When engagement is a key component of a company’s approach to success, it can deliver high value to business and people-related objectives—from financial performance—to greater employee happiness, productivity, retention, and more. Understanding what drives employee engagement—and how to measure it effectively—helps organizations identify and meet their employees’ needs at work.
Read on to learn about the benefits of employee engagement, what drives engagement, and how leaders can measure and improve employee engagement across the enterprise.
Culture doesn't eat strategy for breakfast!
Culture suffocates under the weight of strategy that cares more about the bottom line than it does about its people.
How a business does strategy is a truer representation of what a culture really is than aspirational sound bites hung on walls or spun out in talent development conversations.
It's why leadership programs over time don't live up to the hype. Affirmations, no matter how heartfelt, do not create the required cultural change if they are not embedded in the way strategy is created, languaged and executed.
Corporate innovation is an important feature in large organizations. I wouldn’t suggest it to be a corporate function or division or department as it will create another layer or compartment, becoming bureaucratic and adding extra cost to the company.
I think corporate innovation should be an embedded strategic program cut across divisions.
This will be the fifth and final article that I am going to write on the subject of resilience. The first three articles attempt to understand the problem from a mental and physical perspective. The fourth article talks about the value of goals, purpose and presence in giving us focus. A focus is essential in helping us to endure life’s challenges and ups and downs.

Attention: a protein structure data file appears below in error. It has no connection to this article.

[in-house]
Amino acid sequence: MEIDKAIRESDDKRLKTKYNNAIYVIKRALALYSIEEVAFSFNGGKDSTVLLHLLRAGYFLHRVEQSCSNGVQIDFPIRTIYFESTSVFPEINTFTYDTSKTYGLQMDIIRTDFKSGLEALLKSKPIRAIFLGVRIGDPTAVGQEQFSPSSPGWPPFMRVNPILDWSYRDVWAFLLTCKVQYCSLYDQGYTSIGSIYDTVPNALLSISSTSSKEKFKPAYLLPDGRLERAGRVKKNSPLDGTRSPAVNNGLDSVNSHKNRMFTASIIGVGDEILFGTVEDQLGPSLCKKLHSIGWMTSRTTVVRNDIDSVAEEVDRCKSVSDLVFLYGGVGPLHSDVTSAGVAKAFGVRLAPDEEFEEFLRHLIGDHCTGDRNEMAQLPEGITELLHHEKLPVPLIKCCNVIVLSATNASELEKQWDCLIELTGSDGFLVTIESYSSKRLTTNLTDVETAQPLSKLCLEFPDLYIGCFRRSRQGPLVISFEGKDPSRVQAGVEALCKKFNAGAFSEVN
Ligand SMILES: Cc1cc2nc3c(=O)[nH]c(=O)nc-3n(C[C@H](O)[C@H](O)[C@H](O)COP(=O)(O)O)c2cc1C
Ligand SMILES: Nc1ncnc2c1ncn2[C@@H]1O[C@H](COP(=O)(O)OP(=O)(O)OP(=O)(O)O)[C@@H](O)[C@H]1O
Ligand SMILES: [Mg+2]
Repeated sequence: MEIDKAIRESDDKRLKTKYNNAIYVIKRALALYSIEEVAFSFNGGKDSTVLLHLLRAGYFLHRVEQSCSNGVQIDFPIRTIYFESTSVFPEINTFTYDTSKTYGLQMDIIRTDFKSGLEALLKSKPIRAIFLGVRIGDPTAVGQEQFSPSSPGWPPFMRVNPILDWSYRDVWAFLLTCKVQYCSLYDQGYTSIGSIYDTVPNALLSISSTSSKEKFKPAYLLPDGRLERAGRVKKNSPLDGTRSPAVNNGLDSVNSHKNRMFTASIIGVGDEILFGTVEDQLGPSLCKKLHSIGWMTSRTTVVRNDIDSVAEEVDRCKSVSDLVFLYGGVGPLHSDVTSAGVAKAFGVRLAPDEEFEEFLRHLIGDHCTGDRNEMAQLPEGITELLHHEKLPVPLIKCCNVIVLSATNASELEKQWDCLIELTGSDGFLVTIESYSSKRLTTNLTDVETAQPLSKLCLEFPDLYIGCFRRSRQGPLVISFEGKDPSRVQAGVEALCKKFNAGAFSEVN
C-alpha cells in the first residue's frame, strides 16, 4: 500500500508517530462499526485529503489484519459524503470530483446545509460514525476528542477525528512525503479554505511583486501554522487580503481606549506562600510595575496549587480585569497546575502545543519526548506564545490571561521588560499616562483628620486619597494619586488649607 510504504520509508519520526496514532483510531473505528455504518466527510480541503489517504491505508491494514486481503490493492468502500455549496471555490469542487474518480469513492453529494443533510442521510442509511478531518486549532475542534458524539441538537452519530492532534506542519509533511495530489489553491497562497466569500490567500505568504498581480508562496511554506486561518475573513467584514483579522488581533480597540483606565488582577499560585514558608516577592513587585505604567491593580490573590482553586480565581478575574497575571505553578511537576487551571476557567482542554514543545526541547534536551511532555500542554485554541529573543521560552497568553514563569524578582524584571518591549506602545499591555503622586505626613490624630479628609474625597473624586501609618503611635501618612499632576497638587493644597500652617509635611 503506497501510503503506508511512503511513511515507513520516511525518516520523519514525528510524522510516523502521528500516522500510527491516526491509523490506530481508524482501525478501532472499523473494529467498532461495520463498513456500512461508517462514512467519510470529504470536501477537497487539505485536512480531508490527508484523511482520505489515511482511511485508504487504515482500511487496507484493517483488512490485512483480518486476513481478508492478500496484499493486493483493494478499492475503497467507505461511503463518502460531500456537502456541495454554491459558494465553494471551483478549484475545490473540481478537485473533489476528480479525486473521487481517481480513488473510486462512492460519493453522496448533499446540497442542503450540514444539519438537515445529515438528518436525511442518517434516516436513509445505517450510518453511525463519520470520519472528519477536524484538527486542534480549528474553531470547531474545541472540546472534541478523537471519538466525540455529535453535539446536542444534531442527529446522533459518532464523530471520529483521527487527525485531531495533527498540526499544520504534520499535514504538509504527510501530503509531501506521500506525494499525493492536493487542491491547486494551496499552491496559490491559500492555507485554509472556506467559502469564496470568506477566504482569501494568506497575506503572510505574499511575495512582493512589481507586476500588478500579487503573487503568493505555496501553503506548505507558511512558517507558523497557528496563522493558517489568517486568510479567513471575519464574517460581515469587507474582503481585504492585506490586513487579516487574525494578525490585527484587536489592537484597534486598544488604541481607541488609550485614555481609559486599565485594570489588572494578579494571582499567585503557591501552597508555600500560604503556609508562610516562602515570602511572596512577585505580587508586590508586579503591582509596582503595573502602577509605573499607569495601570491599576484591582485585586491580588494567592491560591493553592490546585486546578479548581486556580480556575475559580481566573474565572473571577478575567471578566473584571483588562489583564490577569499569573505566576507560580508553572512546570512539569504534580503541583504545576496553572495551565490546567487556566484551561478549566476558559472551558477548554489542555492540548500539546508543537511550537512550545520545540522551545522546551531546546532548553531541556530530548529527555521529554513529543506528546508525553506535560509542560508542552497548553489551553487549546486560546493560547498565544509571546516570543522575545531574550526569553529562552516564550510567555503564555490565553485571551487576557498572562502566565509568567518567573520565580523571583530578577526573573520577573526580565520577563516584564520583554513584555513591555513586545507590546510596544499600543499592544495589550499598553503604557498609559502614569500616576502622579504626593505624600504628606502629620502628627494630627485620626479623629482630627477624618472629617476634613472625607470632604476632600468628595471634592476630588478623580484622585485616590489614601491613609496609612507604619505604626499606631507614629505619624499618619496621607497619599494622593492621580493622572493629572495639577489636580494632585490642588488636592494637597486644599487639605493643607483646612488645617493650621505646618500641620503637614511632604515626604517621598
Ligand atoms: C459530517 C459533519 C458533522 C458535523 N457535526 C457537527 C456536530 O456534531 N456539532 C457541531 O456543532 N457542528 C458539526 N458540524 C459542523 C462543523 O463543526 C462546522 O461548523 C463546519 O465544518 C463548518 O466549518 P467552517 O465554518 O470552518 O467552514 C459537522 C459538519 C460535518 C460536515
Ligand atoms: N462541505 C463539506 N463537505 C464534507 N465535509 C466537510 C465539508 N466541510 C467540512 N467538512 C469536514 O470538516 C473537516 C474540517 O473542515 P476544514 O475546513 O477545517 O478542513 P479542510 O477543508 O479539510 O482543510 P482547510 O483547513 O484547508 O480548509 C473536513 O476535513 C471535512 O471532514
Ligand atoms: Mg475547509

I am seeing numerous examples whereby organizations are haemorrhaging money due to the fact that employee engagement has been limited to the job on which the person is employed and the department in which they work; but having little, if any, knowledge of the Value Chain (working back from the Customer) or of the inter-departmental interactions that support it. Here are two examples:
The Business Transformation Network recently hosted an event on ‘Strategic Talent Acquisition in the Digital Age: An HRD's Perspective’ in partnership with VONQ. VONQ offers smart recruitment marketing solutions to help recruiters target the right talent.
The conversation was varied, touching on a wide variety of points around the following questions:
What is strategic Talent Acquisition in a digital age and how is it different?
‘Don't sweat the small stuff’ is an American informal phrase people use in order to tell someone not to worry about little things. The counter-proverb is ‘do sweat the small stuff’; which approach is right for you in your enterprise?
You start with end in mind and work backwards to establish the steps that you need to complete that will take you from A to B. It’s something that most of us will have done at some point in our lives. If you want to move house, refit a bathroom or board a plane, you have to work out what you need to do and then the steps required to do it. This is a great example of tactical planning and we do it every day.
But do we apply the same process to our strategic goals?